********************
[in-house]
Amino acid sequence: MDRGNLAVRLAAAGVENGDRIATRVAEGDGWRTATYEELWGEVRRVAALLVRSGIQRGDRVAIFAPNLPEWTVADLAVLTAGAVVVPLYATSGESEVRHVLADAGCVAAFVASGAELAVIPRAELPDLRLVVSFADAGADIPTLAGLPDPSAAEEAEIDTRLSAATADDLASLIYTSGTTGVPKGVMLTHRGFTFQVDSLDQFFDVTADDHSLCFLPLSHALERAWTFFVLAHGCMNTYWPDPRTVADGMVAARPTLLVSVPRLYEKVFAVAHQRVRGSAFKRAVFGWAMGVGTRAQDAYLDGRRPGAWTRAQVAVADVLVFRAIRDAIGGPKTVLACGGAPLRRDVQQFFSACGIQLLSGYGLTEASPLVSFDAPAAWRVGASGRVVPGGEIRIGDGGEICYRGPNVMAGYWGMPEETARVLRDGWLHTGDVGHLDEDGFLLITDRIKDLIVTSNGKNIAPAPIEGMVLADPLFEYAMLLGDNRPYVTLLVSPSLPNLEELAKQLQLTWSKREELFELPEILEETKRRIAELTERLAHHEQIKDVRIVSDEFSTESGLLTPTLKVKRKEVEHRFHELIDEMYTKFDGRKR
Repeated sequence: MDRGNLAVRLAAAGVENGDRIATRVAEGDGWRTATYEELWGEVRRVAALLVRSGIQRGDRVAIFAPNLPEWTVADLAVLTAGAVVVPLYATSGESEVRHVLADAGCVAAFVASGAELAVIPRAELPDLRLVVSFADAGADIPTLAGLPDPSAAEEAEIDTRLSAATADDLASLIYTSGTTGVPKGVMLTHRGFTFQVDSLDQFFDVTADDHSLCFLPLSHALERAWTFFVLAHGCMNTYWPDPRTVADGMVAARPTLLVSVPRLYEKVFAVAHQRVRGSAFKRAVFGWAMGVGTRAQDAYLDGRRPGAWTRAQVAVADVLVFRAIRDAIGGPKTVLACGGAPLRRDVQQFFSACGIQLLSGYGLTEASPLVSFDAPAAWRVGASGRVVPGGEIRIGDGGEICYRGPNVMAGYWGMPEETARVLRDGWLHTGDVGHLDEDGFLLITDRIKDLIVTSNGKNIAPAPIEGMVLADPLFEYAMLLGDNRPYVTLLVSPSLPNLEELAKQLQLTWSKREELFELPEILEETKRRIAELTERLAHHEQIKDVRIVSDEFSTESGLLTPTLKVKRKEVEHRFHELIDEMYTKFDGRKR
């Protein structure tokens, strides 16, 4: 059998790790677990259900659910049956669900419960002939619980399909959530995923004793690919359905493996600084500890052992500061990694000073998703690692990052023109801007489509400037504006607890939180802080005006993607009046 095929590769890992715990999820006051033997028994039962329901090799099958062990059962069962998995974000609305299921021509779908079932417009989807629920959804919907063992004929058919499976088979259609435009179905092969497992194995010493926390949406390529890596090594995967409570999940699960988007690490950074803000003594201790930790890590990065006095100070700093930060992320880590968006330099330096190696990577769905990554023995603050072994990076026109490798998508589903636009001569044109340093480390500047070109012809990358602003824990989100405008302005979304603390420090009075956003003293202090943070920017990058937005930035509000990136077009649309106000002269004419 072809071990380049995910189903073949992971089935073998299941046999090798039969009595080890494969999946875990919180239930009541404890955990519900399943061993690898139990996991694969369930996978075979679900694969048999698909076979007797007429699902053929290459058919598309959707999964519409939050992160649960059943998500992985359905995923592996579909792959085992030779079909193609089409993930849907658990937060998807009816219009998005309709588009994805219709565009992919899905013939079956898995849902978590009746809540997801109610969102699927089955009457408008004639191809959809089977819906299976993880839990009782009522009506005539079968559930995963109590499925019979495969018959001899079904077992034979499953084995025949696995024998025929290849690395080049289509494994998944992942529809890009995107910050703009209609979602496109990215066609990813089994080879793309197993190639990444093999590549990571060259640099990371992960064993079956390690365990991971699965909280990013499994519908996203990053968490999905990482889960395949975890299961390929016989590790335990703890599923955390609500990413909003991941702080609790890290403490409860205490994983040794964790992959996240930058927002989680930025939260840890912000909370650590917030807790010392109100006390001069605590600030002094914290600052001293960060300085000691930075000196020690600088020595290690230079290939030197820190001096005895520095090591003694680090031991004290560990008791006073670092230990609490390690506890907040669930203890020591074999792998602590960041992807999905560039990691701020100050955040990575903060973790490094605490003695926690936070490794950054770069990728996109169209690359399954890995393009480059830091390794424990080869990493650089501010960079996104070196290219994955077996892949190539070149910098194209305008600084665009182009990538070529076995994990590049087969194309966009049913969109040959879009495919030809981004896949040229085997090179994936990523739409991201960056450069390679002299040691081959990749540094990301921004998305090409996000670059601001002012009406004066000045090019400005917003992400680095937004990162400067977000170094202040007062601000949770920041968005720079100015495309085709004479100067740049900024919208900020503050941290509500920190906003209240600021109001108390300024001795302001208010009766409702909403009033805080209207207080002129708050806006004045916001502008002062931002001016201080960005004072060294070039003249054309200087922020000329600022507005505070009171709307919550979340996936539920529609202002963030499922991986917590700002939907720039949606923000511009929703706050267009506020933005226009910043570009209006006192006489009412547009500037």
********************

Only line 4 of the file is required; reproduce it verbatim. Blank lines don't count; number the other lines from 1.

């Protein structure tokens, strides 16, 4: 059998790790677990259900659910049956669900419960002939619980399909959530995923004793690919359905493996600084500890052992500061990694000073998703690692990052023109801007489509400037504006607890939180802080005006993607009046 095929590769890992715990999820006051033997028994039962329901090799099958062990059962069962998995974000609305299921021509779908079932417009989807629920959804919907063992004929058919499976088979259609435009179905092969497992194995010493926390949406390529890596090594995967409570999940699960988007690490950074803000003594201790930790890590990065006095100070700093930060992320880590968006330099330096190696990577769905990554023995603050072994990076026109490798998508589903636009001569044109340093480390500047070109012809990358602003824990989100405008302005979304603390420090009075956003003293202090943070920017990058937005930035509000990136077009649309106000002269004419 072809071990380049995910189903073949992971089935073998299941046999090798039969009595080890494969999946875990919180239930009541404890955990519900399943061993690898139990996991694969369930996978075979679900694969048999698909076979007797007429699902053929290459058919598309959707999964519409939050992160649960059943998500992985359905995923592996579909792959085992030779079909193609089409993930849907658990937060998807009816219009998005309709588009994805219709565009992919899905013939079956898995849902978590009746809540997801109610969102699927089955009457408008004639191809959809089977819906299976993880839990009782009522009506005539079968559930995963109590499925019979495969018959001899079904077992034979499953084995025949696995024998025929290849690395080049289509494994998944992942529809890009995107910050703009209609979602496109990215066609990813089994080879793309197993190639990444093999590549990571060259640099990371992960064993079956390690365990991971699965909280990013499994519908996203990053968490999905990482889960395949975890299961390929016989590790335990703890599923955390609500990413909003991941702080609790890290403490409860205490994983040794964790992959996240930058927002989680930025939260840890912000909370650590917030807790010392109100006390001069605590600030002094914290600052001293960060300085000691930075000196020690600088020595290690230079290939030197820190001096005895520095090591003694680090031991004290560990008791006073670092230990609490390690506890907040669930203890020591074999792998602590960041992807999905560039990691701020100050955040990575903060973790490094605490003695926690936070490794950054770069990728996109169209690359399954890995393009480059830091390794424990080869990493650089501010960079996104070196290219994955077996892949190539070149910098194209305008600084665009182009990538070529076995994990590049087969194309966009049913969109040959879009495919030809981004896949040229085997090179994936990523739409991201960056450069390679002299040691081959990749540094990301921004998305090409996000670059601001002012009406004066000045090019400005917003992400680095937004990162400067977000170094202040007062601000949770920041968005720079100015495309085709004479100067740049900024919208900020503050941290509500920190906003209240600021109001108390300024001795302001208010009766409702909403009033805080209207207080002129708050806006004045916001502008002062931002001016201080960005004072060294070039003249054309200087922020000329600022507005505070009171709307919550979340996936539920529609202002963030499922991986917590700002939907720039949606923000511009929703706050267009506020933005226009910043570009209006006192006489009412547009500037």